- Micronutrients only (a fertilizer without N-P-K, but only the micro elements) - at a strength of 50-100 µS/cm for foliar application and 30-50 µS/cm for soil application. This greatly improves the health and colour of the plants!
- Kelpak, 1:500 (and up to 1:250) solution - works great, but it is not exactly food as it is a hormone rich extract of sea plants so you need just a couple of applications per season.
- Osmocote slow release fertilizer - I wasn't happy with the results when I first used it on Drosera regia, it was not possible to achieve precise dosage and the effect is unpredictable, it seemed easy to overdo it. I used Osmocote Bloom, because this was what I had. It seems however that a lot depends on the type used - the longer lasting balanced types are better.
Recently my Nepenthes enjoyed about one granule per litre of substrate of Osmocote Pro 5-6M and showed good response, they could take even more.
For Drosera regia aim at 5-10% of the dosage that is recommended on the label. Reapply after the time interval stated on the label or a bit earlier in lowland conditions because minerals leach faster through the granule coating at higher humidity and higher temperature. Take care not to damage or abrade the granule coating as this may cause instant release of all the nutrients stored in the granule. Combine with natural food if possible.
One thing that I am not sure about is whether the different granules contain different minerals or or all the minerals are first mixed and granulated and then coated. I suspect it is the first. This has implications because when you apply just a couple of granules you may end up applying just one mineral, that's why I try to select and use from all types of granules present in the mix which differ by color and size.
What didn't work so well for me:
- Food for aquarium fish, beta food - it works, but I didn't use it long term because of concerns about high salt contents and because the way of application isn't practical for a large collection. It is spread/dusted on the sticky leaves of sundews. The particles that are not absorbed under high air humidity turn into balls of mould which threatens the pants health. Blood worms (Chironomus sp.) are a good option in this category. Here it is sold frozen or dry in aquaristic stores.
- Carnivorous plants are capable of digesting plant food too. A mixture of chlorella, spirulina, bee pollen, kelp, deactivated brewers yeast in dried powder form mixed with some water is something that I have come up with and that works with Drosera, Nepenthes and Sarracenia. However I have abandoned this too for practical and financial reasons.
How are fertilizers applied?
- Through the misting of the foliage.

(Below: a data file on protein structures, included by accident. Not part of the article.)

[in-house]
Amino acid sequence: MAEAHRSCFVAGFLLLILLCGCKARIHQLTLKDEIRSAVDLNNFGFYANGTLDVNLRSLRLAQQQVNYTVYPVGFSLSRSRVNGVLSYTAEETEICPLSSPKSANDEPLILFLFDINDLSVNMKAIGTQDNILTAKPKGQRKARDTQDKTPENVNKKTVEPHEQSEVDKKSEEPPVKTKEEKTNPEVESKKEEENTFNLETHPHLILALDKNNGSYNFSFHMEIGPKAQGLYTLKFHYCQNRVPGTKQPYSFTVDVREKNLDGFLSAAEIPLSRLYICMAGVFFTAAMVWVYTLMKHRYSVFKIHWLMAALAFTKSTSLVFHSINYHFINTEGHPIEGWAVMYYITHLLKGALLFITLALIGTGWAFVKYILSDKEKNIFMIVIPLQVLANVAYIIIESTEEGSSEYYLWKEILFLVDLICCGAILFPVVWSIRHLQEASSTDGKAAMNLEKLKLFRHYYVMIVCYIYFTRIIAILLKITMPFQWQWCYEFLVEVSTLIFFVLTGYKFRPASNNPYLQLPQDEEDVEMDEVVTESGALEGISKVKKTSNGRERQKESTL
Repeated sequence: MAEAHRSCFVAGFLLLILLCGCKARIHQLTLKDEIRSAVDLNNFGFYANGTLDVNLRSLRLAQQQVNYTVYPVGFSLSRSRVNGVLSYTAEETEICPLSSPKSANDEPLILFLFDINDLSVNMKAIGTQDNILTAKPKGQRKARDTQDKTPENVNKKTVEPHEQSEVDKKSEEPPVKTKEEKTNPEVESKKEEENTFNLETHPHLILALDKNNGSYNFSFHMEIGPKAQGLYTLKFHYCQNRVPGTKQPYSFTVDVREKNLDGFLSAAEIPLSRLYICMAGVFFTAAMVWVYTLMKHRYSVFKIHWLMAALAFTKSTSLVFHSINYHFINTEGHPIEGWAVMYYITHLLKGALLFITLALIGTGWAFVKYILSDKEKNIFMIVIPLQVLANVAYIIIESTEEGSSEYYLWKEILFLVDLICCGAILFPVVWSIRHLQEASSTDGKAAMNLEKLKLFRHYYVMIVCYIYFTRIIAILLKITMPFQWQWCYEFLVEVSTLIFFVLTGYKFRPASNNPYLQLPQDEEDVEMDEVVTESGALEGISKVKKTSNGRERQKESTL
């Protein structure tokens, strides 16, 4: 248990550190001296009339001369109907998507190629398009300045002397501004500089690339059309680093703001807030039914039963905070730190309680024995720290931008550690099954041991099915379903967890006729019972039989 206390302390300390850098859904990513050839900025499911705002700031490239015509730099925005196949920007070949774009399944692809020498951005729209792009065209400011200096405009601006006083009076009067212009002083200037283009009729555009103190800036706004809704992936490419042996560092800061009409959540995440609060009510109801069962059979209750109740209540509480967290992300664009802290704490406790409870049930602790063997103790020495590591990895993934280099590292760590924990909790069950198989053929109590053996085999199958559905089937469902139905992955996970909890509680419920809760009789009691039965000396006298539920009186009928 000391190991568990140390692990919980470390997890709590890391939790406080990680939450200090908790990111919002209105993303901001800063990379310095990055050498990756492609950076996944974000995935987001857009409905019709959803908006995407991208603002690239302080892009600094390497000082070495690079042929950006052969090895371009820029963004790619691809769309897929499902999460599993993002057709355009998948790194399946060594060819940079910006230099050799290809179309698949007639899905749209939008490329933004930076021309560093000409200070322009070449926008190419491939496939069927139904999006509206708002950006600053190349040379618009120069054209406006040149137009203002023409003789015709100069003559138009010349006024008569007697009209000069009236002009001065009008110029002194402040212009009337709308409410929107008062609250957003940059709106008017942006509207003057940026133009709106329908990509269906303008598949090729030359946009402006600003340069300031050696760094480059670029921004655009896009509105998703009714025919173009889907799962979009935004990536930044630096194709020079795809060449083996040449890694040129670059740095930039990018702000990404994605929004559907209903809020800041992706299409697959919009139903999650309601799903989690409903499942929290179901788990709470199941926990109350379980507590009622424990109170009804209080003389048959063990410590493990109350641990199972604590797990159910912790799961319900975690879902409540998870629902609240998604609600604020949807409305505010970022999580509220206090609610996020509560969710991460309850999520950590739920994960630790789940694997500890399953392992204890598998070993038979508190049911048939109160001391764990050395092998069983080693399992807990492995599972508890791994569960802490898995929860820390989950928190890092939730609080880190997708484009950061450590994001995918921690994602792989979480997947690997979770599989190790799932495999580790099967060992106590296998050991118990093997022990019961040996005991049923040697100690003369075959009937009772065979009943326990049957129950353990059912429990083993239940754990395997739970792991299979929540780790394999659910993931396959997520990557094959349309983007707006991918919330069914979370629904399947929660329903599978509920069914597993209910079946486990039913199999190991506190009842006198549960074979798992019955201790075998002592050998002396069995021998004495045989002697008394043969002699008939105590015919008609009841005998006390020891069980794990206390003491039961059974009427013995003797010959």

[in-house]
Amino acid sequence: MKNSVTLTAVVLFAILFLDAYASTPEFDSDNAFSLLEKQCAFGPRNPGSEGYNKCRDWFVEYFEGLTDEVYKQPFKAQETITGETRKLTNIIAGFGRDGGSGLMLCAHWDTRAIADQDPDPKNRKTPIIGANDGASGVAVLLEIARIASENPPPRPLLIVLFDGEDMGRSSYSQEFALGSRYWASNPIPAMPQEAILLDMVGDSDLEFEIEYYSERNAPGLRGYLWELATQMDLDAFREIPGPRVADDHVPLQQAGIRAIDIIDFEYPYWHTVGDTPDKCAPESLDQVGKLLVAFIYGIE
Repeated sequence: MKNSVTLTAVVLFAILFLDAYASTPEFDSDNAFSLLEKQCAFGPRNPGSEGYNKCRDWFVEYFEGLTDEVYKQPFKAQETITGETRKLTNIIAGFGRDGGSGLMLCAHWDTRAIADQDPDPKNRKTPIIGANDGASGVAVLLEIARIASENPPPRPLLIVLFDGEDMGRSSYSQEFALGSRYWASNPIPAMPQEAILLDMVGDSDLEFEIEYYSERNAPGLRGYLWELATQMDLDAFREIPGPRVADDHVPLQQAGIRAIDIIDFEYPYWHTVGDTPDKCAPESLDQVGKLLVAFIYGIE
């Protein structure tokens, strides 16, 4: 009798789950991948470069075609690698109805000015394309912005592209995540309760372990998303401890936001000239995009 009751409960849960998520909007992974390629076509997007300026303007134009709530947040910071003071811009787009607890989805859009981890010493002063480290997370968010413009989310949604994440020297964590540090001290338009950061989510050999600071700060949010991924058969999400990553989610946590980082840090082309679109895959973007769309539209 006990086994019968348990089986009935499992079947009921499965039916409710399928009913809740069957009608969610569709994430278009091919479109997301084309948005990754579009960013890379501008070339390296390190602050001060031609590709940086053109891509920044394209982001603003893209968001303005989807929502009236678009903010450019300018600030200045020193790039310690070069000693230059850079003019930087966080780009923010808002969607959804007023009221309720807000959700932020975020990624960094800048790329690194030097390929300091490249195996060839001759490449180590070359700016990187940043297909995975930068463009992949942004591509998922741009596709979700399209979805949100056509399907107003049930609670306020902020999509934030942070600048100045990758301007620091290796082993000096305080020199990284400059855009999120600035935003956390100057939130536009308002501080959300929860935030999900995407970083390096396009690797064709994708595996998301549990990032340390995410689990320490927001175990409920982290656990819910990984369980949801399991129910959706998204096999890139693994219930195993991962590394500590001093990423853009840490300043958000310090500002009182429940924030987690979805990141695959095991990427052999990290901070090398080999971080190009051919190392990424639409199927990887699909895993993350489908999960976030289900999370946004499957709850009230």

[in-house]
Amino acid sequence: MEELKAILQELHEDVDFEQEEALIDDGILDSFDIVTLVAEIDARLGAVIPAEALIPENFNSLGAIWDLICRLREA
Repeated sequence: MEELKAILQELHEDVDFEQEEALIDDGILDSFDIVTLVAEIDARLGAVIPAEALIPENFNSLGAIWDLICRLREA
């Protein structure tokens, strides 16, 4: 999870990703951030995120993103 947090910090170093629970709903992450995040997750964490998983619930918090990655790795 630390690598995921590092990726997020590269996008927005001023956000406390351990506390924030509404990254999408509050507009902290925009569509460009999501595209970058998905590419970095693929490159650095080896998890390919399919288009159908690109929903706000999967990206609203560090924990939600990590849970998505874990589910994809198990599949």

Works with all species. When I apply the fertilizer as a foliar spray I use a spray bottle that produces a very fine mist. All the aboveground parts of the plant (the leaves) are capable of absorbing dissolved nutrients. The mist is applied to the point of run-off - aim for the leaves and stop when droplets start to merge and roll. A few drops on the substrate will do no harm, but don't soak it with the solution. This works for all species of carnivorous plants. There is no need to trigger the traps of VFTs.
- Through filling the pitchers.
This works with the species that produce pitchers of course - Nepenthes, Sarracenia, Heliamphora, Cephalotus. However I don't have personal experience with Heliamphora and Cephalotus.
- Through top watering.
This is self explanatory. Works with all species. The important thing is to be careful not to overdo it. In order to avoid this always use a safe concentration and between the applications always top water generously with clean water in order to flush the unabsorbed salts from the substrate.
- Through fertilizing the substrate with granulated slow release fertilizer. The main thing here is that it is best if the granules are burried and mixed in the substrate and not just placed on top of it. It is important to add the granules after the substrate is thoroughly mixed and ready and not to mix too much afterwards in order to avoid damaging the coating of the granules. If the granules are abraded, cracked or otherwise damaged they will release their contents at once and not in a controlled fashion which won't be good.
For me this fertilization program had the most striking effect on the Nepenthes because for the first time after many years during which I have kept them now I have plants with pitchers on every leaf throughout the whole year, despite the otherwise not perfect conditions. Neither the humidity is high enough, nor the light and temperatures are entirely adequate, but even so they are constantly pitchering since I started to regularly feed them. Now I mostly do the root feeding method with my Nepenthes and mist everything else - Droseras, Pinguiculas, Dionaeas, Utricularias and Drosophyllums and Sarracenia.
I hope that through sharing my experience I'll help you make your carnivorous plants more healthy, strong, beautiful and happy. The carnivorous plants are greedy, do not forget to feed them!
Author of the text and photos: Petar Kostov, 20170920. Updated June 2021.